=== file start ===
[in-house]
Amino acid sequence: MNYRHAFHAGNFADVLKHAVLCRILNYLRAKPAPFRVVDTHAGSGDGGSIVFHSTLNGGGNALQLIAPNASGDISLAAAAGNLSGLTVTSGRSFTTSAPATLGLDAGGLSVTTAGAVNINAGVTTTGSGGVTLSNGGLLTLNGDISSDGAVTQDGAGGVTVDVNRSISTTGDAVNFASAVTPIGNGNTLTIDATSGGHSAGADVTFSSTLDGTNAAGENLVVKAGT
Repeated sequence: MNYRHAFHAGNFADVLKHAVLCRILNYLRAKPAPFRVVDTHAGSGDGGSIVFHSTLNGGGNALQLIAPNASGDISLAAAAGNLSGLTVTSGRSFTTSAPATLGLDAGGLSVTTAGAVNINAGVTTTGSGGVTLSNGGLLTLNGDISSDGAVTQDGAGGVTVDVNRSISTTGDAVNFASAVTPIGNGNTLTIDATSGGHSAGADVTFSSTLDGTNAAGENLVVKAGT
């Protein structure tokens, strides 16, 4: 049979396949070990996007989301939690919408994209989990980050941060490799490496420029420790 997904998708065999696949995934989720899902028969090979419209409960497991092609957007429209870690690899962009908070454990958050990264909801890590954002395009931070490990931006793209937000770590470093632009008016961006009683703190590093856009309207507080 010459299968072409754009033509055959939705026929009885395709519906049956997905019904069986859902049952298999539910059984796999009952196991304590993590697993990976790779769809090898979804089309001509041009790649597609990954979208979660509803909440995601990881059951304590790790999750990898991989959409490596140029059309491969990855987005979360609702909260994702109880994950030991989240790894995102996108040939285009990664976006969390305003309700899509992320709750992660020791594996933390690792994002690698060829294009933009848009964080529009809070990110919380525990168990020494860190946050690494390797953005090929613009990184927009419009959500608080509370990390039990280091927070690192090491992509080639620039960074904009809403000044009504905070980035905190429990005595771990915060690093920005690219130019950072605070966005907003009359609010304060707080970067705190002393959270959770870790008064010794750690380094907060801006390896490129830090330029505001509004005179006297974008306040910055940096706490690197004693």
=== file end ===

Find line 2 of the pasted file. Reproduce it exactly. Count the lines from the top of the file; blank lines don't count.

Amino acid sequence: MNYRHAFHAGNFADVLKHAVLCRILNYLRAKPAPFRVVDTHAGSGDGGSIVFHSTLNGGGNALQLIAPNASGDISLAAAAGNLSGLTVTSGRSFTTSAPATLGLDAGGLSVTTAGAVNINAGVTTTGSGGVTLSNGGLLTLNGDISSDGAVTQDGAGGVTVDVNRSISTTGDAVNFASAVTPIGNGNTLTIDATSGGHSAGADVTFSSTLDGTNAAGENLVVKAGT